After initially reversing my route south to clear the summit crags, I descended the north-western spur of the mountain on grass to the rough heather of Glen Dorchay (Glen Dorchaidh – the Dark Glen or ‘Glen of Deep Shade’) to start the very long walk out to the road. I ended up cutting back up over the end of my ridge of ascent to cut down the bog-trotting a bit and headed back to my original peat track – the start of which was quite hard to find in such terrain!

I never saw the Tarbh Uisghe or fabled water bull of the glen, although it wouldn’t have surprised me as weird sightings are very common on South Uist. Nor did I see the Each Uisge (water horse) who apparently used to appear to maidens (which I guess I’m definitely not) as a handsome man – probably just as well as, like the maidens, I would never have been seen again! A handsome male companion would have been nice on my walk though…

From Wiki: The Each Uisge, a supernatural water horse found in the Highlands of Scotland, is supposedly the most dangerous water-dwelling creature in the British Isles.

But the Each Uisge was waiting back at the hire car! 😉

Ben More from Loch Eynort Roadend – can be ascended from here via Bealach Crosgard

Ben More from Stulaval



8 responses

4 02 2012

An Area that,s on the to do list along with St Kilda.Maybe one day….
Nice to see the ridge is such a cracker.Many thanks Carol.


4 02 2012

Quite seriously, if you’re getting out to St. Kilda on a trip (which I really should have done when I could have had a free one with the Army helicopter 😦 ), I’d be very interested in getting on the trip too. Wouldn’t be this year though as I’ve got that ‘compleation’ to sort out!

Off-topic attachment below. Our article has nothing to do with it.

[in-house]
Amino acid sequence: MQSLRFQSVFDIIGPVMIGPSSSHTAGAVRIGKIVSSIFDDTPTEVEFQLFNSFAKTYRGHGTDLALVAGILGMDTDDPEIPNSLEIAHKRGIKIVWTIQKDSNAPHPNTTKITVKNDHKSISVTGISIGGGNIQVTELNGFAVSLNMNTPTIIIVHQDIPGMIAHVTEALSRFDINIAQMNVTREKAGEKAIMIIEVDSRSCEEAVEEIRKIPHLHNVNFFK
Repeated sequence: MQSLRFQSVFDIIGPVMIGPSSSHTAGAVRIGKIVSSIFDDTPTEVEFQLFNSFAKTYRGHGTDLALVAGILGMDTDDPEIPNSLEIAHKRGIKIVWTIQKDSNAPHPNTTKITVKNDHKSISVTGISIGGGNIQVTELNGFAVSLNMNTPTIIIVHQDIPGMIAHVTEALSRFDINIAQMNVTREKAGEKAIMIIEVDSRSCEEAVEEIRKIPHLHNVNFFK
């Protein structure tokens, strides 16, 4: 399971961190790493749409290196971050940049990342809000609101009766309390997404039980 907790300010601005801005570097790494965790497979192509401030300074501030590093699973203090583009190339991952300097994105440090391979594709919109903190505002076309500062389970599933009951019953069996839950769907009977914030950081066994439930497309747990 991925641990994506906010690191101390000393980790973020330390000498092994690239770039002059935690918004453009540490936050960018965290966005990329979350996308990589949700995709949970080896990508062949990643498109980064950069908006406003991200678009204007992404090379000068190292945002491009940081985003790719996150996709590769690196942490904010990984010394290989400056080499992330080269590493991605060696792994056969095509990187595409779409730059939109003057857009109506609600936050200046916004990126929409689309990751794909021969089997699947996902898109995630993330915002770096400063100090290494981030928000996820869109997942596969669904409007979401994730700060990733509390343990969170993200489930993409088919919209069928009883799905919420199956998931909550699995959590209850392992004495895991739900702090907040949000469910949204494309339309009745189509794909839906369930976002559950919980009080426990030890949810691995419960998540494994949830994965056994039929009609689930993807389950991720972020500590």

1 02 2012

Fantastic report Carol & great pics. Andrew Dempster’s book on the Grahams notes that the ridge ‘narrows significantly with steep drops on either side’ so its a bonus to see what that looks like 🙂

I’ve never seen a living water horse only the 4 legged variety as well 😀

I have however seen the supposed skeletal remains of one in a garden in Ord on South Skye ! Its a bit overgrown now but you can still make it out.


1 02 2012

Ah – but my pic of my water horse shows it has horns! LOL That’s what it’s ears look like to me on that photo anyway 😉 I’d be very interested to look up that skeleton at Ord, Skye – how did you find out about that?

Don’t worry about the ‘mini Striding Edge’ on Ben Mhor – it didn’t worry me one bit so it must be very mild and easy indeed. There’s one time when I’m really nervous and that’s up any mountain for the first time so it really can’t be scary. I wouldn’t say there’s much of a drop to the right (south) where the bypass path goes anyway – just a bit of steep grass. Maybe it was misty when AD did it and looked worse than it was? It does look bad when you get there I have to admit, but you soon see through it’s facade…


2 02 2012

I was reassured after seeing your pics – at least I only have the weather & midges to worry about !?!


2 02 2012

I thought my photo made the ridge look MORE scary! Especially that second stack which pokes out to the right…

I think if you want to avoid the midgies, you’re really look at no later than May. They can be pretty bad in the sheltered glens and the clegs are even worse! 😦


1 02 2012
Paul Shorrock

Another good ‘un, Carol.

Sigh.. another one on the wish list!!


1 02 2012

I’m thinking of being a tourist-mountain guide on the Uists – would be a great job. I’d have to re-invest in a pair of wellies for the peat bogs though – that’s what we used to mainly walk in when we were stationed up there 😉

I’m going to be writing up reports on some slightly smaller (but still great) hills on South Uist soon – watch this space 🙂